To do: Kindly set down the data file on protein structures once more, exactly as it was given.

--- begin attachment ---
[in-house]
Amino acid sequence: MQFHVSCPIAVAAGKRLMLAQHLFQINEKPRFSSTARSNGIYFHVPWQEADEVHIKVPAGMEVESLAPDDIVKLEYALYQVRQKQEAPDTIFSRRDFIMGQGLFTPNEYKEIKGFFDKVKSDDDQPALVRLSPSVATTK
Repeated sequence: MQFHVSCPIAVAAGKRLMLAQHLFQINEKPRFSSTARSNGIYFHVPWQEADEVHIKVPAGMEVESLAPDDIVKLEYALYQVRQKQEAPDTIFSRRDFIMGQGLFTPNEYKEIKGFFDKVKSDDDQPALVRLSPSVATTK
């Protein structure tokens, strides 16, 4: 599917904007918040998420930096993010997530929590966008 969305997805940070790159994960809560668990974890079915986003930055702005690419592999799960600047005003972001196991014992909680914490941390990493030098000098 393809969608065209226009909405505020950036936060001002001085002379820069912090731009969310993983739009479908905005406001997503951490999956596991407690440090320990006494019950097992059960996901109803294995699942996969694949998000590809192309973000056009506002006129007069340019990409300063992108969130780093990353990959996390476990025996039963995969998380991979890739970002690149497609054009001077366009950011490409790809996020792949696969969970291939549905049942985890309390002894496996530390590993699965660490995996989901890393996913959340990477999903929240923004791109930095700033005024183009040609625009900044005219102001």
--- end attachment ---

[in-house]
Amino acid sequence: MQFHVSCPIAVAAGKRLMLAQHLFQINEKPRFSSTARSNGIYFHVPWQEADEVHIKVPAGMEVESLAPDDIVKLEYALYQVRQKQEAPDTIFSRRDFIMGQGLFTPNEYKEIKGFFDKVKSDDDQPALVRLSPSVATTK
Repeated sequence: MQFHVSCPIAVAAGKRLMLAQHLFQINEKPRFSSTARSNGIYFHVPWQEADEVHIKVPAGMEVESLAPDDIVKLEYALYQVRQKQEAPDTIFSRRDFIMGQGLFTPNEYKEIKGFFDKVKSDDDQPALVRLSPSVATTK
């Protein structure tokens, strides 16, 4: 599917904007918040998420930096993010997530929590966008 969305997805940070790159994960809560668990974890079915986003930055702005690419592999799960600047005003972001196991014992909680914490941390990493030098000098 393809969608065209226009909405505020950036936060001002001085002379820069912090731009969310993983739009479908905005406001997503951490999956596991407690440090320990006494019950097992059960996901109803294995699942996969694949998000590809192309973000056009506002006129007069340019990409300063992108969130780093990353990959996390476990025996039963995969998380991979890739970002690149497609054009001077366009950011490409790809996020792949696969969970291939549905049942985890309390002894496996530390590993699965660490995996989901890393996913959340990477999903929240923004791109930095700033005024183009040609625009900044005219102001």